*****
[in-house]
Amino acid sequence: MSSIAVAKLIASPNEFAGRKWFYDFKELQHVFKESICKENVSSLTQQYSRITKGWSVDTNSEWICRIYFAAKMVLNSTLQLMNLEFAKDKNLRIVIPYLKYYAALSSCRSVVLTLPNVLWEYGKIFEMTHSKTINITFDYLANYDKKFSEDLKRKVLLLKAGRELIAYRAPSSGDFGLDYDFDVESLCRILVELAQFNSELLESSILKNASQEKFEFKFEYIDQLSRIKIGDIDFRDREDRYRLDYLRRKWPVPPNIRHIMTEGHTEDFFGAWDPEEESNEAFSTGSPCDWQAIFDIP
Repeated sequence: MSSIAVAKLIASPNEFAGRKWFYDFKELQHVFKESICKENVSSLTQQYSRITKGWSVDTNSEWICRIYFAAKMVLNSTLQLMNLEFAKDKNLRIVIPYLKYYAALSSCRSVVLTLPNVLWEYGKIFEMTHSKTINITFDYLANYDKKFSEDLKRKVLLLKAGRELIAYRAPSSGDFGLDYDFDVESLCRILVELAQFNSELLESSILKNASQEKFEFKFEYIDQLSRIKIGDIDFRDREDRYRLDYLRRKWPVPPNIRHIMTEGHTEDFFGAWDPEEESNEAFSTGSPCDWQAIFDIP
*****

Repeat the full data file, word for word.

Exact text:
[in-house]
Amino acid sequence: MSSIAVAKLIASPNEFAGRKWFYDFKELQHVFKESICKENVSSLTQQYSRITKGWSVDTNSEWICRIYFAAKMVLNSTLQLMNLEFAKDKNLRIVIPYLKYYAALSSCRSVVLTLPNVLWEYGKIFEMTHSKTINITFDYLANYDKKFSEDLKRKVLLLKAGRELIAYRAPSSGDFGLDYDFDVESLCRILVELAQFNSELLESSILKNASQEKFEFKFEYIDQLSRIKIGDIDFRDREDRYRLDYLRRKWPVPPNIRHIMTEGHTEDFFGAWDPEEESNEAFSTGSPCDWQAIFDIP
Repeated sequence: MSSIAVAKLIASPNEFAGRKWFYDFKELQHVFKESICKENVSSLTQQYSRITKGWSVDTNSEWICRIYFAAKMVLNSTLQLMNLEFAKDKNLRIVIPYLKYYAALSSCRSVVLTLPNVLWEYGKIFEMTHSKTINITFDYLANYDKKFSEDLKRKVLLLKAGRELIAYRAPSSGDFGLDYDFDVESLCRILVELAQFNSELLESSILKNASQEKFEFKFEYIDQLSRIKIGDIDFRDREDRYRLDYLRRKWPVPPNIRHIMTEGHTEDFFGAWDPEEESNEAFSTGSPCDWQAIFDIP